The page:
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24 of 24 people found the following review helpful
5.0 out of 5 stars Cato and Macro are back and in the Praetorian Guard
Cato and Macro are back! It is A.D. 51 and, fresh from their last adventure in Egypt, we open with the treacherous murder of Balbus on the Appian Way and the stealing of two million sesterces that was bound for the pay chests of the imperial legions. It is the motive behind the theft that has Narcissus, the freedman of Claudius and one of the most powerful men in Rome,...
Published on November 23, 2011 by travelswithadiplomat

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12 of 15 people found the following review helpful
2.0 out of 5 stars Sadly dissapointing
Being a Scarrow fan I looked forward to this latest adventure of Macro and Cato, but I would have to say I was sadly let down. More a whodunnit than the usual blood and guts fable of the Roman Legions, I found it contrived, booring and a little too puerile. As Macro says "lets get back to the real army"!
Published on November 28, 2011 by the fang


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24 of 24 people found the following review helpful
5.0 out of 5 stars Cato and Macro are back and in the Praetorian Guard, November 23, 2011
This review is from: Praetorian (Hardcover)
Cato and Macro are back! It is A.D. 51 and, fresh from their last adventure in Egypt, we open with the treacherous murder of Balbus on the Appian Way and the stealing of two million sesterces that was bound for the pay chests of the imperial legions. It is the motive behind the theft that has Narcissus, the freedman of Claudius and one of the most powerful men in Rome, coerce Macro and Cato, as they kick their heels in Ostia, into infiltrating the Praetorian Guard. A unit known more for parade gloss and carousing than serious military action is about to get the wisdom and action of our dour, hard-headed centurion and newly promoted (though unconfirmed) intelligent prefect. With alibis as Capido and Calidus they find themselves in the Guard under the command of Optio Tigellinus, Centurion Lurco, and Tribune Burrus. Narcissus communicates with them through his agent Septimus instructing them to begin a mission to find the bullion, work out if the shadowy Liberators are plotting to murder Emperor Claudius, and understand where the disappearing grain supply is going. Tasks better suited to Cato's questing mind than Macro's blunt force.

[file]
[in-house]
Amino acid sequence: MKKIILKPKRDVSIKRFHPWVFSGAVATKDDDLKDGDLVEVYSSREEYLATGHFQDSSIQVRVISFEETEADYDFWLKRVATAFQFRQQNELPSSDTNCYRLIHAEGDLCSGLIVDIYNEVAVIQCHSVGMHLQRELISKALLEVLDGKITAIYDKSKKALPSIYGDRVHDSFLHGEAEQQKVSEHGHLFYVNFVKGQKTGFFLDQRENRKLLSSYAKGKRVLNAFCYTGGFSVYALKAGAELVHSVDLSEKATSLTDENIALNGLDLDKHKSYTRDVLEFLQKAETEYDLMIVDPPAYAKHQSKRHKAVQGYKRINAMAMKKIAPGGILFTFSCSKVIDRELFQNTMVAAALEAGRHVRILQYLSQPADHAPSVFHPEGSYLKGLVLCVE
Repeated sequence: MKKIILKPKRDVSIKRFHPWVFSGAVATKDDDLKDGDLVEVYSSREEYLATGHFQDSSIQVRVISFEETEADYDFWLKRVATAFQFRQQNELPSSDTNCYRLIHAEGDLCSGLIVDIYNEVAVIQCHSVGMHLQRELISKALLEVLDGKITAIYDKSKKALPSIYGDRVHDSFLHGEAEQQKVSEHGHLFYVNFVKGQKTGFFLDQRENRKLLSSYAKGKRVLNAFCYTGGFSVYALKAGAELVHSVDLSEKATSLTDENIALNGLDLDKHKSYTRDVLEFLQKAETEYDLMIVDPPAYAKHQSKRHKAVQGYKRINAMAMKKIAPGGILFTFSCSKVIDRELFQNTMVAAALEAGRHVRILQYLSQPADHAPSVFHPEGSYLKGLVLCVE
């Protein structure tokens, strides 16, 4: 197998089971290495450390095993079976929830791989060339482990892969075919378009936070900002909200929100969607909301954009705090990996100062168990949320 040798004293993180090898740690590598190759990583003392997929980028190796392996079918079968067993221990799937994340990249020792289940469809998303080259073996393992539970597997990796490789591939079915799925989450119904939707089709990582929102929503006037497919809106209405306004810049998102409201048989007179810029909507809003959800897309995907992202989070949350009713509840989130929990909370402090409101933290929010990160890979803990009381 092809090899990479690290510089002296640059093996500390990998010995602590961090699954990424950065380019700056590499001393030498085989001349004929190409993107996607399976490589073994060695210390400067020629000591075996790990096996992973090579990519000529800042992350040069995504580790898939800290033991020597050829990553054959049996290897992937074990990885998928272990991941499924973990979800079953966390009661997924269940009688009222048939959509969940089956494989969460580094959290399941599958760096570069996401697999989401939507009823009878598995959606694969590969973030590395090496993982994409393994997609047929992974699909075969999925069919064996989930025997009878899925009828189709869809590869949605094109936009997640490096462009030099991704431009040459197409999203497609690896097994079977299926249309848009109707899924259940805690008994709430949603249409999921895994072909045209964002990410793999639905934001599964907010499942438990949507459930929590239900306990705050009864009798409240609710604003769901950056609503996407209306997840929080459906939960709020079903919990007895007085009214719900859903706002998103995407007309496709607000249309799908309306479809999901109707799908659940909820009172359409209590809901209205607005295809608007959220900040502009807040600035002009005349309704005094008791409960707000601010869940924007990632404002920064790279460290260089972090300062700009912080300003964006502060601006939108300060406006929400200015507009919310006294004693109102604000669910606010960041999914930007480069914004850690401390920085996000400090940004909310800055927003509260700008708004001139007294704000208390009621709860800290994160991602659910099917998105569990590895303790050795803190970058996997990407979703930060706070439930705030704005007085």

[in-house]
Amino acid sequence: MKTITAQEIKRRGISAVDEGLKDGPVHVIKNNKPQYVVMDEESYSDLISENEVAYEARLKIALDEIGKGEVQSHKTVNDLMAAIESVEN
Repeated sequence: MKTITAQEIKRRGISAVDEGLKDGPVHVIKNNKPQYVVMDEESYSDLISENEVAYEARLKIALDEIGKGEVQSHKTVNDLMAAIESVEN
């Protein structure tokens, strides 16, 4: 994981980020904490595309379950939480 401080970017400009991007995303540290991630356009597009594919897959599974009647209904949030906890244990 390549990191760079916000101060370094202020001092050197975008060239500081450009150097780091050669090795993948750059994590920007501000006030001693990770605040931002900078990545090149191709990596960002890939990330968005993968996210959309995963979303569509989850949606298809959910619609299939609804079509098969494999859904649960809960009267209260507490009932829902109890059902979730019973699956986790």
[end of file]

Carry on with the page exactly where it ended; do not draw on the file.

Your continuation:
Whilst undertaking the mission the pair is forced to deal with the imperial politicking of Narcissus and Pallas; tiptoe around the naked aims of the Empress Agrippina to advance her son Nero against those of Claudius' true son, Britannicus. The action commences soon enough with Macro and Cato coming up against a gang headed by the giant Cestius. The first skirmish in the streets of a rioting Rome has our heroes save the imperial family and work their way into Sinius' confidences as co-conspirators against Claudius. Having established their position all that remains is to work out who is really controlling the strings of the plot and where the grain supply is going. Having got the inept Lurco out of the way with a kidnap that also has the satisfaction of the annoying Vitellius from previous novels knocked cold and bound up, Cato and Macro find themselves being swept away by a burst dam, fighting gladiators at the Naumachia and then working out where the missing grain is being hidden just in time as Rome threatens to descend into a greater riot. A sodden trip into the Cloaca Maxima and a confrontation with Cestius leads to Cato and Macro racing back to the palace to thwart a final attempt on Claudius life and a denouement that reveals much, concludes little, of the politics of Rome and grants our protagonists a trip back to Britannia for their next outing.
I have liked Scarrow's novels ever since a fresh faced Cato appeared on the pages of the Augusta II with a crusty, plain-speaking centurion named Macro. The author's language is direct, he is clearly at his best when writing action scenes - though there is a five page philosophical almost-soliloquy by Cato around page 250 of the hardback version when he considers is legacy and the futility of the present... "The leaden sense of despair that it engendered weighed down upon Cato as he thought that this is how it was, is and would be for as long as those few with power were more concerned with accruing it for themselves rather than using it to better the lot of those they ruled." - and he keeps the `fill' to a minimum as Cato becomes the sleuth puzzling out who did what, when and where. Scarrow chooses to deliver his prose in modern format so we get words like "rake", "gangster" and "rabble" freely used amongst Macro's endearing soldier slang. There was only one typo that made it to the version this reviewer has read; somewhat amusingly Macro comments on the delights of "proper soldering" rather than "soldiering" on page 251.